Advice for Chelsea Clinton: How to be a good board member

The high profile appointment of Chelsea Clinton to the board of IAC/InterActiveCorp comes at a time when the individual and collective performance of board directors is being scrutinized more thoroughly and more publicly than ever before. A good board can be rocket fuel or it can be rocks in an organization’s pockets. But what does a new board member need to be active, engaged, and dynamic?

The principles are the same regardless of whether this is somebody’s first or tenth appointment, and their significance does not diminish with every new appointment either. Every boardroom has its own personality, its own cadence, and its own means of getting things done, and there is no way of knowing for sure how that works till you are around the table. But every board deserves the best from each of its members—long-serving and new alike.

The sooner new board directors are comfortable and familiar with the landscape in which their organization operates, with the challenges it confronts, the sooner they can make a meaningful contribution to the organization and help it deal with its current challenges as well as future-proof it.

Equally importantly, new directors need to become comfortable and familiar with the dynamic of the boardroom itself. A boardroom is, after all, a room of people who have to work together toward a common goal. The more comfortable everyone is, the more effective the group can be, so it is worth investing some time and effort into ensuring that new directors hit the ground running.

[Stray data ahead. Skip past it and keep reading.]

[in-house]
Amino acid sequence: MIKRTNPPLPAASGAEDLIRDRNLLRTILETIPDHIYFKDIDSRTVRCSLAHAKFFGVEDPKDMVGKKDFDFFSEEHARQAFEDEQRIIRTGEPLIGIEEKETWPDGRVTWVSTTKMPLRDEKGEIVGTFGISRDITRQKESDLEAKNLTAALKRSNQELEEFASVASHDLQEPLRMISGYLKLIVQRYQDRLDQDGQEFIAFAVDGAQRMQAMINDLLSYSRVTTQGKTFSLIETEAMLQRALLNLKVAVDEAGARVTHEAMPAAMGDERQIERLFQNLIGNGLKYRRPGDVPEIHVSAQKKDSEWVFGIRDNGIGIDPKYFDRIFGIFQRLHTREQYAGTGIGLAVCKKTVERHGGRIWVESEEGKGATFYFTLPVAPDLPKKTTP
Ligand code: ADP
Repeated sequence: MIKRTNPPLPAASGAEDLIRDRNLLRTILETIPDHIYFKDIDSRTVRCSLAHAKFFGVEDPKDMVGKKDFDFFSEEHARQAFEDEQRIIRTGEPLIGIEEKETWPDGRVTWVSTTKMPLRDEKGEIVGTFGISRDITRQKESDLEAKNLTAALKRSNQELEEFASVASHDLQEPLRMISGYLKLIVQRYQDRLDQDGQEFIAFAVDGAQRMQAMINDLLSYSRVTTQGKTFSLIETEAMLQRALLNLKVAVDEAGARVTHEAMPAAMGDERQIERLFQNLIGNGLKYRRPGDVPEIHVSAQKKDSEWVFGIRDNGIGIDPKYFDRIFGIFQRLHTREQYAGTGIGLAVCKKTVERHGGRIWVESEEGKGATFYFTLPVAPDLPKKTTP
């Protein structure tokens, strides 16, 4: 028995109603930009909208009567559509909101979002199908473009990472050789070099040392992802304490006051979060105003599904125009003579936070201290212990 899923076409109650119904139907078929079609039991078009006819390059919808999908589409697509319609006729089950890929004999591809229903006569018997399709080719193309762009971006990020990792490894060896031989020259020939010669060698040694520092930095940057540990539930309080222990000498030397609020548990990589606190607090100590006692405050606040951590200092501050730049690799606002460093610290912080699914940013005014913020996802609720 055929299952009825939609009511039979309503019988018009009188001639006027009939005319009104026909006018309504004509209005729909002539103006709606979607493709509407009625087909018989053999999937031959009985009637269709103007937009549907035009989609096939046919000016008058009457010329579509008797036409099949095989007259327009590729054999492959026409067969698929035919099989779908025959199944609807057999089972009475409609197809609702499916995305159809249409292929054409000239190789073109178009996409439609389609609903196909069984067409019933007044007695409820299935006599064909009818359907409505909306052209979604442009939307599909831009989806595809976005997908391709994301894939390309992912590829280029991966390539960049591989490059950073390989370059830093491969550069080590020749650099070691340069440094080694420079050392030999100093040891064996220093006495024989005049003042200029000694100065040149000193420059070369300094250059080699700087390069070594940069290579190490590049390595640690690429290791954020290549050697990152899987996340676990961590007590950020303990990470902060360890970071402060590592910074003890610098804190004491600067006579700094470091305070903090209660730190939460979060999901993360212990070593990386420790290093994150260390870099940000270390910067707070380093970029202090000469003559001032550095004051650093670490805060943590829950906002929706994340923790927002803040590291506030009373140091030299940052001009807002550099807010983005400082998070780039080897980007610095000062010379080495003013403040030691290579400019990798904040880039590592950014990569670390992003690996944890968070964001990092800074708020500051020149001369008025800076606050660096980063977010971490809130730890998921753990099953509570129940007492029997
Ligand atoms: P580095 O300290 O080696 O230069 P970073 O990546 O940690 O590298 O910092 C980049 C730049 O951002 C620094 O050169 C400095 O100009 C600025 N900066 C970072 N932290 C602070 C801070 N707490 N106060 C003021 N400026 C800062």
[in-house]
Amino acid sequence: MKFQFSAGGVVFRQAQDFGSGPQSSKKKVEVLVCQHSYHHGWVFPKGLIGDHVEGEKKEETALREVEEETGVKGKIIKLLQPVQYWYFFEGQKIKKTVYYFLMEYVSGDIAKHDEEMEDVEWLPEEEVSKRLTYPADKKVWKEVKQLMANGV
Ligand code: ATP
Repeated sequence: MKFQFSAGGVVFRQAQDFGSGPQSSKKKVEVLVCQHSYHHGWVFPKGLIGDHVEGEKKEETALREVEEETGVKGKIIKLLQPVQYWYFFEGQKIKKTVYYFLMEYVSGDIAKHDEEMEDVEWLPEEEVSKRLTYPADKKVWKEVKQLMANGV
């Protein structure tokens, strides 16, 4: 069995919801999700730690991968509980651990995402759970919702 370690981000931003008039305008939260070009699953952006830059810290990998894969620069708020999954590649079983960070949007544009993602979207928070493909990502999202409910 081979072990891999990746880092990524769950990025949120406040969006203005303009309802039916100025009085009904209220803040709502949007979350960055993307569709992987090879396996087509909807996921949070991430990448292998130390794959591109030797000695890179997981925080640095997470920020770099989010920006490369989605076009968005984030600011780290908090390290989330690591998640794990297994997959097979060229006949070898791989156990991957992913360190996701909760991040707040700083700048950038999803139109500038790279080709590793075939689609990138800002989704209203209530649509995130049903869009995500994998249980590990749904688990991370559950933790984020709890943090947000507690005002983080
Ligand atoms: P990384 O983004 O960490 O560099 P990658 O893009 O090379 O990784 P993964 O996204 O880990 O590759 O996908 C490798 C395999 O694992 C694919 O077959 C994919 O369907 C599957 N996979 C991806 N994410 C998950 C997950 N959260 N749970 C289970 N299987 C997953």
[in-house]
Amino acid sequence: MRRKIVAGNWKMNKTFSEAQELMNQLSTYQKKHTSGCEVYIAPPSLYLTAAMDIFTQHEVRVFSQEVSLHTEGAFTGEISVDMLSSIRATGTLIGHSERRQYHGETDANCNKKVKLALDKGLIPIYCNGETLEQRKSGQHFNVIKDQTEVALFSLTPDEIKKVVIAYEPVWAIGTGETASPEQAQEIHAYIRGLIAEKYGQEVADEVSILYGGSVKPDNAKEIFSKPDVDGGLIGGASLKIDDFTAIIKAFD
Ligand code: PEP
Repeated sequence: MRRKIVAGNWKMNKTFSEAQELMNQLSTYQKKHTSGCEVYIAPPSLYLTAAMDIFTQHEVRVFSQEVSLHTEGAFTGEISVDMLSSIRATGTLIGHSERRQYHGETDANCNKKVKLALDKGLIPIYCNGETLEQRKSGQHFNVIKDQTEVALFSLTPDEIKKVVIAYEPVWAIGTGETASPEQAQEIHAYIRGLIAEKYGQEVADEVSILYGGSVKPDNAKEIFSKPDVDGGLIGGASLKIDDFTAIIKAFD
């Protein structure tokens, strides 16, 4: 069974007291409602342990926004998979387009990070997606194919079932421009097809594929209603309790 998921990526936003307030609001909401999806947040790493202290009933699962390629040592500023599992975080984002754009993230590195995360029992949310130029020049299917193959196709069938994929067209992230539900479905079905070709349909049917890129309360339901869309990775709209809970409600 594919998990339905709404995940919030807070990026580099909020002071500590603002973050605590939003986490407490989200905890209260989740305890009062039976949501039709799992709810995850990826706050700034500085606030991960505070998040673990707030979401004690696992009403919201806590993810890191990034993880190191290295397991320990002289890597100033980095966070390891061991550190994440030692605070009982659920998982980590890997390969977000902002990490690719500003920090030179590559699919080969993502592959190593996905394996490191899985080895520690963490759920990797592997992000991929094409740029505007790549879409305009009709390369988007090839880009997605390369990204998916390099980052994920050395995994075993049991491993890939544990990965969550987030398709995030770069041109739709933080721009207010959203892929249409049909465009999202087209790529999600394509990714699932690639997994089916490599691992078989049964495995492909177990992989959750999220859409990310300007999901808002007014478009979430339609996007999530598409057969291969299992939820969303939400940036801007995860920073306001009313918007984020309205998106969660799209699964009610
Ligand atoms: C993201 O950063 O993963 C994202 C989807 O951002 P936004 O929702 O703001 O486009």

Trust your first impressions

When I join a board as a new director, my antennae are highly attuned. I take copious notes, and I often refer back to these first impressions and observations to avoid getting complacent and losing independence. These observations are not set in stone, but I’ve found my first instincts worth paying attention to.

Get up to speed

Most well organized boards provide a welcome package including past board minutes, as well as the minutes from the committee that the new director will be joining. Where this is not done, a director needs to request them. Often, reading past minutes raises questions about particular issues or the context in which they arose and were dealt with, and here fellow board members can fill in vital gaps and should be sought out to do so.

Talk to the Board Members

Speaking, or better yet, meeting with the board chair and the chair of the relevant committee a new board member will be joining in advance of their first board meeting is very valuable. This helps new board members minimize the gap between their appointment and the time they can fully and actively participate in the board’s work.

Not every board has a strong induction program, so any new board member’s aspiration to be an active participant should manifest itself from the word go. I have found it very useful to reach out to existing independent and executive directors alike and get to know them beyond their bios and outside of the board room. I try to understand where they are coming from, what their passion is for the organization and where it comes from, how and why they have made the organization part of themselves. Such an approach, if reciprocated from existing board members, is critical to building board cohesion.